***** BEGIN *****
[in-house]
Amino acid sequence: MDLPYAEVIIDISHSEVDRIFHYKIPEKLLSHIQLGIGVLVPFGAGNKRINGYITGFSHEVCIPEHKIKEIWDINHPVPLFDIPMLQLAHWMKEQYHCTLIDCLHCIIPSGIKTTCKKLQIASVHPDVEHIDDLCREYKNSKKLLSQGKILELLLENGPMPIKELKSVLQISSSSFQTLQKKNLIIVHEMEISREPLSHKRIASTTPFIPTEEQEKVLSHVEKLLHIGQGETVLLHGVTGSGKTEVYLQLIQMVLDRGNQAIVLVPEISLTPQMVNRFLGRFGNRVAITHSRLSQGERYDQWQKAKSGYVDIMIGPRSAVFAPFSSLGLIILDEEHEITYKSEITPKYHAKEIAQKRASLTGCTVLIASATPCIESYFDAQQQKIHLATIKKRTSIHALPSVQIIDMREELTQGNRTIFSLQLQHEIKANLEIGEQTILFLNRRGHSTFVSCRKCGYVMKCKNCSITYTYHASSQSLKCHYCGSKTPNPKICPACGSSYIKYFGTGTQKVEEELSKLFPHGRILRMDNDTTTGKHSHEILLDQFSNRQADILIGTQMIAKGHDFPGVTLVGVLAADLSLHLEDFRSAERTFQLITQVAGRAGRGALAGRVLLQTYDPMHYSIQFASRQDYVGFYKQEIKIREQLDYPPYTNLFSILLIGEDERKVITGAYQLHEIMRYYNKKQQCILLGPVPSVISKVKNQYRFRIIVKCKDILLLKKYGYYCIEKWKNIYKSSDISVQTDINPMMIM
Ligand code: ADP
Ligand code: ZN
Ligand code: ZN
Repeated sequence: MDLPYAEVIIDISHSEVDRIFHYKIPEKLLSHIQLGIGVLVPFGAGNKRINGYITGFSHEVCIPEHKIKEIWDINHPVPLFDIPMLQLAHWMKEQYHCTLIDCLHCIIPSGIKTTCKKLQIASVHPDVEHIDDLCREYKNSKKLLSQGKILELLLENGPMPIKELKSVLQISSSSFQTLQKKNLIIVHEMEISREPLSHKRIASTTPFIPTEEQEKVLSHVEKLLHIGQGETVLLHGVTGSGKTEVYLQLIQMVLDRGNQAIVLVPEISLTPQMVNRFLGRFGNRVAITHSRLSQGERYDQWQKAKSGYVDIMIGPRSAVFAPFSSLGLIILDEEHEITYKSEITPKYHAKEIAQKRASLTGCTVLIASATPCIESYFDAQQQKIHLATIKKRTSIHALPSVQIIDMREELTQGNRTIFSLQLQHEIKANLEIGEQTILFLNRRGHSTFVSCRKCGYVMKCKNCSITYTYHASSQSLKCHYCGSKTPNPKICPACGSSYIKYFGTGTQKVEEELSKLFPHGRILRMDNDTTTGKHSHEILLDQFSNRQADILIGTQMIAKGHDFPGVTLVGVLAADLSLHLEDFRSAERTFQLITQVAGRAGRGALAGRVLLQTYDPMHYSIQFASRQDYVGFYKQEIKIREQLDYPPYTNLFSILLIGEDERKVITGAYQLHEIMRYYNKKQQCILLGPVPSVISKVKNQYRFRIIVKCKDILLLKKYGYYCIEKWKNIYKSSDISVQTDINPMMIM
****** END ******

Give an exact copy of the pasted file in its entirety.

[in-house]
Amino acid sequence: MDLPYAEVIIDISHSEVDRIFHYKIPEKLLSHIQLGIGVLVPFGAGNKRINGYITGFSHEVCIPEHKIKEIWDINHPVPLFDIPMLQLAHWMKEQYHCTLIDCLHCIIPSGIKTTCKKLQIASVHPDVEHIDDLCREYKNSKKLLSQGKILELLLENGPMPIKELKSVLQISSSSFQTLQKKNLIIVHEMEISREPLSHKRIASTTPFIPTEEQEKVLSHVEKLLHIGQGETVLLHGVTGSGKTEVYLQLIQMVLDRGNQAIVLVPEISLTPQMVNRFLGRFGNRVAITHSRLSQGERYDQWQKAKSGYVDIMIGPRSAVFAPFSSLGLIILDEEHEITYKSEITPKYHAKEIAQKRASLTGCTVLIASATPCIESYFDAQQQKIHLATIKKRTSIHALPSVQIIDMREELTQGNRTIFSLQLQHEIKANLEIGEQTILFLNRRGHSTFVSCRKCGYVMKCKNCSITYTYHASSQSLKCHYCGSKTPNPKICPACGSSYIKYFGTGTQKVEEELSKLFPHGRILRMDNDTTTGKHSHEILLDQFSNRQADILIGTQMIAKGHDFPGVTLVGVLAADLSLHLEDFRSAERTFQLITQVAGRAGRGALAGRVLLQTYDPMHYSIQFASRQDYVGFYKQEIKIREQLDYPPYTNLFSILLIGEDERKVITGAYQLHEIMRYYNKKQQCILLGPVPSVISKVKNQYRFRIIVKCKDILLLKKYGYYCIEKWKNIYKSSDISVQTDINPMMIM
Ligand code: ADP
Ligand code: ZN
Ligand code: ZN
Repeated sequence: MDLPYAEVIIDISHSEVDRIFHYKIPEKLLSHIQLGIGVLVPFGAGNKRINGYITGFSHEVCIPEHKIKEIWDINHPVPLFDIPMLQLAHWMKEQYHCTLIDCLHCIIPSGIKTTCKKLQIASVHPDVEHIDDLCREYKNSKKLLSQGKILELLLENGPMPIKELKSVLQISSSSFQTLQKKNLIIVHEMEISREPLSHKRIASTTPFIPTEEQEKVLSHVEKLLHIGQGETVLLHGVTGSGKTEVYLQLIQMVLDRGNQAIVLVPEISLTPQMVNRFLGRFGNRVAITHSRLSQGERYDQWQKAKSGYVDIMIGPRSAVFAPFSSLGLIILDEEHEITYKSEITPKYHAKEIAQKRASLTGCTVLIASATPCIESYFDAQQQKIHLATIKKRTSIHALPSVQIIDMREELTQGNRTIFSLQLQHEIKANLEIGEQTILFLNRRGHSTFVSCRKCGYVMKCKNCSITYTYHASSQSLKCHYCGSKTPNPKICPACGSSYIKYFGTGTQKVEEELSKLFPHGRILRMDNDTTTGKHSHEILLDQFSNRQADILIGTQMIAKGHDFPGVTLVGVLAADLSLHLEDFRSAERTFQLITQVAGRAGRGALAGRVLLQTYDPMHYSIQFASRQDYVGFYKQEIKIREQLDYPPYTNLFSILLIGEDERKVITGAYQLHEIMRYYNKKQQCILLGPVPSVISKVKNQYRFRIIVKCKDILLLKKYGYYCIEKWKNIYKSSDISVQTDINPMMIM